However as we begin to marry or at least settle down and otherwise mature into the boring old family guy will be willing to put up with the traffic and taxes and other associated costs?

    Can companies/government continue to pay increasingly higher salaries to keep us in the area (Do they really have a choice? especially with the retirement of the baby boomers). Or will the traffic and taxes become too much regardless of whether the salaries continue to increase creating an exodus to Richmond, Baltimore and other more cost realistic metro areas.

    One last thing don’t forget about education and crime in the final analysis. Families place an enormous premium on the “perceived quality” of education and of course public safety. The two main issues that have continually prevented Prince Georges County from enjoying the economic boom shared by the other regions surrounding Washington DC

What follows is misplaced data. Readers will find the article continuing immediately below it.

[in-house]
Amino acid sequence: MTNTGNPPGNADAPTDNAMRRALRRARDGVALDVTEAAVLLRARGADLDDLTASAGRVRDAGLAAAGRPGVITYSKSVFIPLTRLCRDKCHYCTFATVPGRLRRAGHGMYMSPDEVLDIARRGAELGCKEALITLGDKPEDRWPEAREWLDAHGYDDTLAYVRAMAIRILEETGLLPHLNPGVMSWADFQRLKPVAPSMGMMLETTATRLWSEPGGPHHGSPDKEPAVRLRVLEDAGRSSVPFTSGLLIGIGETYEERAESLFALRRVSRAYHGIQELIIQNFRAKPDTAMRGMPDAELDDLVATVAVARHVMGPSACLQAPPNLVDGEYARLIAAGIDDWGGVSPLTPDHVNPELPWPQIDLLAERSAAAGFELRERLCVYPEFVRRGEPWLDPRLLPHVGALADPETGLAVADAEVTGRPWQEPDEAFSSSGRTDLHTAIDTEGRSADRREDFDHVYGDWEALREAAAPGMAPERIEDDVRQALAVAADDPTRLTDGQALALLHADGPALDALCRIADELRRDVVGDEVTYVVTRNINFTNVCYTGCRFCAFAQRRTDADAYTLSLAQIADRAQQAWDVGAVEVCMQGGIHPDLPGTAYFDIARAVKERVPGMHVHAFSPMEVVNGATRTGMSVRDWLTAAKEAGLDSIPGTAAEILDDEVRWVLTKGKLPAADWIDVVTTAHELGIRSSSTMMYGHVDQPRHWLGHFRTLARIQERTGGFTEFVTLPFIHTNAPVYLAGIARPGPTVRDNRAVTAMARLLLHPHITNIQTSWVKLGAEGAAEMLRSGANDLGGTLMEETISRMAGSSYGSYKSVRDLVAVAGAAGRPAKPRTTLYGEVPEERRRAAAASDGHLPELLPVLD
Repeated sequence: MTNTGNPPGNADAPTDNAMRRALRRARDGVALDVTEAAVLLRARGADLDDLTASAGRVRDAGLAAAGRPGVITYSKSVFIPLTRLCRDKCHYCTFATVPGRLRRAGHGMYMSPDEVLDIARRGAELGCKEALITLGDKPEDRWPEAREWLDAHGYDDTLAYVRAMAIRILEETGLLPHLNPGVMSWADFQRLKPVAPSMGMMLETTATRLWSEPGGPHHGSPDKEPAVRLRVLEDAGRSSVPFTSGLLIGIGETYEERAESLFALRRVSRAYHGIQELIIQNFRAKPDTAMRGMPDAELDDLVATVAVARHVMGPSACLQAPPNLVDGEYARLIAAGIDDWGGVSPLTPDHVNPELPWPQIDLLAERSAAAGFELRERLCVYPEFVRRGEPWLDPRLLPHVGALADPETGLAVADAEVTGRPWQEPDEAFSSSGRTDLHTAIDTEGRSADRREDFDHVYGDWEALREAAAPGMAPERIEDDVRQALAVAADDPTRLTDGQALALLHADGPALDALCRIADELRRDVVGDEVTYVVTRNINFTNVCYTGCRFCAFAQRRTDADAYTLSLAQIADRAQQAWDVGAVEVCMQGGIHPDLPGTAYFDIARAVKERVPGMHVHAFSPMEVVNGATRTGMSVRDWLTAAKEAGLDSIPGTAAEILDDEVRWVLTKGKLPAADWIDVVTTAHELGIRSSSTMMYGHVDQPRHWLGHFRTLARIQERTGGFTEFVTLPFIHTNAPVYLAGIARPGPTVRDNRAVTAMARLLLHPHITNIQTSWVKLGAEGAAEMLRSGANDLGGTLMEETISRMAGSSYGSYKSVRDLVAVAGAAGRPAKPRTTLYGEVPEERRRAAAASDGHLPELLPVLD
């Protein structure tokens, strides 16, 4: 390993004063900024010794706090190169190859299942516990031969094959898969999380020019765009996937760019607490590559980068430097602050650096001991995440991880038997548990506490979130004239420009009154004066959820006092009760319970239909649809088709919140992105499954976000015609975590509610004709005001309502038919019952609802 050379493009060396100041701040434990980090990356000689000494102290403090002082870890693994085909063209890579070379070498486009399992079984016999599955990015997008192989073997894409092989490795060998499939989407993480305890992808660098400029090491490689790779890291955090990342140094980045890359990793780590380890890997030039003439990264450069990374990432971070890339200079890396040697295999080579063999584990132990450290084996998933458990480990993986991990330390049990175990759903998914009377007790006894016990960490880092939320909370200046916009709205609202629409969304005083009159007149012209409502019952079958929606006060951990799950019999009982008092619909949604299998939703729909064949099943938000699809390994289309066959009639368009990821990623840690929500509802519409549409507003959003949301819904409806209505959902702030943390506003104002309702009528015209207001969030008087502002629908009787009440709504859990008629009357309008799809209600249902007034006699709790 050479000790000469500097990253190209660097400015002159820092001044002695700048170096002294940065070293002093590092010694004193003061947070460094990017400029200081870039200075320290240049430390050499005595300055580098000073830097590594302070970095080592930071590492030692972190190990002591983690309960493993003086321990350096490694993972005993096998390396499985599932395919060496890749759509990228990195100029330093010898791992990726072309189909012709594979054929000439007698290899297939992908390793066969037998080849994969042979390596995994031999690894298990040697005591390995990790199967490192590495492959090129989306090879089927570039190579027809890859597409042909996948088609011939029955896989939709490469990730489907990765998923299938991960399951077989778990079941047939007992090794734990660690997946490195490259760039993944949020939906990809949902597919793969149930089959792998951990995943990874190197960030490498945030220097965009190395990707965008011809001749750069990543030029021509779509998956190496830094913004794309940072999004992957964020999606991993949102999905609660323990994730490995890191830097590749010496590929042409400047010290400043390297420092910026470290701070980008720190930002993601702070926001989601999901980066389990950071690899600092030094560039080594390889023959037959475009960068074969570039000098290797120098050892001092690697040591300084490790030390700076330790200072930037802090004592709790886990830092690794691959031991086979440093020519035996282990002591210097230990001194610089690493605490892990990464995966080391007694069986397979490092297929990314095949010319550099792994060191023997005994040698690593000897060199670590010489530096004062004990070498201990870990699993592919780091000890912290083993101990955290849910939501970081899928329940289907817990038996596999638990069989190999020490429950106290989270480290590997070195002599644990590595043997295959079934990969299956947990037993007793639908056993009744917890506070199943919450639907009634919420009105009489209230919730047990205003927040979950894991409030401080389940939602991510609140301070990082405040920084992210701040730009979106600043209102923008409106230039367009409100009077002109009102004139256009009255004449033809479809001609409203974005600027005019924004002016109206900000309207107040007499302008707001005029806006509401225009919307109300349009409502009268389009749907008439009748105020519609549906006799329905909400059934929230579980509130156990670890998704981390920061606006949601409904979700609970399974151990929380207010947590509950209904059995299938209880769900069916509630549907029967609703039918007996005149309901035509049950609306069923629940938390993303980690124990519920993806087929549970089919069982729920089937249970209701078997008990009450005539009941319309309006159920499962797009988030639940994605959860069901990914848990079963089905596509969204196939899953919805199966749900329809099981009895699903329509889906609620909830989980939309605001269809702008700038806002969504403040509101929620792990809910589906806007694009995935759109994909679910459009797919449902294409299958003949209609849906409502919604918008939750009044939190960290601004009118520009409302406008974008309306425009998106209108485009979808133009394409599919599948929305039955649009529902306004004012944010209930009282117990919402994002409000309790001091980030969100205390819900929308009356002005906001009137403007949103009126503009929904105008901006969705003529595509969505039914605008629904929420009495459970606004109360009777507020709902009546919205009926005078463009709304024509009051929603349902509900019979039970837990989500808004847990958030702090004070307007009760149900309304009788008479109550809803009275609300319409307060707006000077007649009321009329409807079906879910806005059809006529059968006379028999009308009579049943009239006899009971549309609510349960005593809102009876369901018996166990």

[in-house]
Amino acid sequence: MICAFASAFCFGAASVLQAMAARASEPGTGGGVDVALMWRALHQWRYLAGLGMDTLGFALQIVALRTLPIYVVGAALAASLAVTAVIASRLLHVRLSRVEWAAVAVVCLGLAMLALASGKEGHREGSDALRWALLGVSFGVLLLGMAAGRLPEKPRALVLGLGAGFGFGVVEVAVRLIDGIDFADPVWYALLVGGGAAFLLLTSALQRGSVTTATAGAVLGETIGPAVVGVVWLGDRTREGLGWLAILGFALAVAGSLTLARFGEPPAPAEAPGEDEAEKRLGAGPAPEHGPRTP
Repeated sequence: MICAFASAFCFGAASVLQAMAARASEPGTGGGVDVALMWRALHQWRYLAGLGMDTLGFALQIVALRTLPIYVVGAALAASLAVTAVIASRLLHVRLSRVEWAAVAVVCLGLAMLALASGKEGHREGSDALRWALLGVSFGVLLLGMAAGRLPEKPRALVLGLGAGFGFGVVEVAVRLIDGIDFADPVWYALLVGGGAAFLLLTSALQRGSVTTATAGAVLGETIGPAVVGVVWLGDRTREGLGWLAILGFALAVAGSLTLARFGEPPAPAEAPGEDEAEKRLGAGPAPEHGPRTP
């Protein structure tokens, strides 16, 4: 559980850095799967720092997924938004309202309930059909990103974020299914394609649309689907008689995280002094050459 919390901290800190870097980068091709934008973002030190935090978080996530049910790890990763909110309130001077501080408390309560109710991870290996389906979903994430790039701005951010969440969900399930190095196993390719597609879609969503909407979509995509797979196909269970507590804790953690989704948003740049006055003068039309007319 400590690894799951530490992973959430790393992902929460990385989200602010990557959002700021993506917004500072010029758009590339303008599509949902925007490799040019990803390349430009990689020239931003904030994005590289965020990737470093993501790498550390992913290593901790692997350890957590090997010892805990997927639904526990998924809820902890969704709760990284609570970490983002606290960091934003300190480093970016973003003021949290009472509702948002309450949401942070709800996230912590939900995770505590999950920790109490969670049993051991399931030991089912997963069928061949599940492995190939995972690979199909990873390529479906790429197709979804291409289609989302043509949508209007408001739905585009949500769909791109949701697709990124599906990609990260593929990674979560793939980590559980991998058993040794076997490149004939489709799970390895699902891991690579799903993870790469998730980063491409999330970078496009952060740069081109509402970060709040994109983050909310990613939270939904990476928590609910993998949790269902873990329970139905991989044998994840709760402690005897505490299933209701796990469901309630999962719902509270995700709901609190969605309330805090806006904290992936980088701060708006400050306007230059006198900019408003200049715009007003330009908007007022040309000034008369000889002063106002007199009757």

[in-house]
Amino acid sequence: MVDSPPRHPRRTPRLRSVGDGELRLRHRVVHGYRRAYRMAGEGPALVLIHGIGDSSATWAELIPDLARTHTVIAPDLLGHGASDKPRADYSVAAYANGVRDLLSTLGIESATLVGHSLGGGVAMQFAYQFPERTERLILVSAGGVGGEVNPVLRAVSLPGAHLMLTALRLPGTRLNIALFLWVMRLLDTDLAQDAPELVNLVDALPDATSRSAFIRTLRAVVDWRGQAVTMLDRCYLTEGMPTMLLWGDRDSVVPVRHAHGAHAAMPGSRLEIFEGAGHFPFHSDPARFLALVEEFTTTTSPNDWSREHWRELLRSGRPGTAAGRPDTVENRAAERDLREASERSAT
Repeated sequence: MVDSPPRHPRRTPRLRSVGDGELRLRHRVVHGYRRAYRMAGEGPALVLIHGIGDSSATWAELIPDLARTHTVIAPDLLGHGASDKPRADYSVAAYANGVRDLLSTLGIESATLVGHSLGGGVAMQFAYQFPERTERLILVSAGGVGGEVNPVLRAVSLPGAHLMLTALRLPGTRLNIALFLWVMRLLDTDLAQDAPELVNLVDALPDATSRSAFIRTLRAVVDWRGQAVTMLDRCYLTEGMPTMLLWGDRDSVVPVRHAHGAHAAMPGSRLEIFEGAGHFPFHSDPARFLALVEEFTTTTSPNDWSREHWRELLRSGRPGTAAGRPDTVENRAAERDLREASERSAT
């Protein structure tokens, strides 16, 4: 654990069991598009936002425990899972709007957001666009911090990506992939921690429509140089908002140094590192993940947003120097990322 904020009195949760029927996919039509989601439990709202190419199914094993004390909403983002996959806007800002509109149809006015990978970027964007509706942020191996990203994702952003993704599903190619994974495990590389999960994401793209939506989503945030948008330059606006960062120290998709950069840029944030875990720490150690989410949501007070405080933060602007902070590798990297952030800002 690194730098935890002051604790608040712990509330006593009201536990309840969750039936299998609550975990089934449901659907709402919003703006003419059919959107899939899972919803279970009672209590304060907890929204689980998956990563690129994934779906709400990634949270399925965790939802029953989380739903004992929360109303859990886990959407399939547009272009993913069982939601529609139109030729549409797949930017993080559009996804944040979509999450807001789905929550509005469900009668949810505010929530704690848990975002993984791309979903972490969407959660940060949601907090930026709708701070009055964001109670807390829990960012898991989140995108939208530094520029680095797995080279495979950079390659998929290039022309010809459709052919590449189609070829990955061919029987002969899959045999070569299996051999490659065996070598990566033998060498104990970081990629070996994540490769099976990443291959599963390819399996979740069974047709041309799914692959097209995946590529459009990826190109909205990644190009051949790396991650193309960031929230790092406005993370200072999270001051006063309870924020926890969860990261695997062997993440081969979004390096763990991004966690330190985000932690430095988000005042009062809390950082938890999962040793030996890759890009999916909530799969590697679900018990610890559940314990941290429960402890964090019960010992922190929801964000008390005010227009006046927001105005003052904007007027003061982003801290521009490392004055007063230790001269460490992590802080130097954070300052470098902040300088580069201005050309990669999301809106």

2. Anonymous Avatar

    “A better measure of prosperity is per capita income, adjusted for the regional cost of living and burden of state/local taxes, along with a host of quality-of-life indicators.”

    Well said.

    Now, how do we put a value on quality of life indicators?


  3. E M Risse Avatar

    Some notes:

    Those couples who decide to have children (or have them by accident) can also be creative.

    The higher household income of those with children reflect both working and being RHTCs.

    The warped view of what makes sense is a by product of large jurisdiction demographic “research.”

    Being “family friendly” does not meam 1/2, 1, 5 or 10 acre lots. In fact it means the opposite as those in the creative class who have children and bid up the price of modest Houses near J / S / R / A prove.


  4. Anonymous Avatar

    Or maybe it means we have nowhere near enough J/S/R/A near the existing homes. If we can enhance their value by providing more J/S/R/A it will reduce traffic and increase tax revenue.


  5. Anonymous Avatar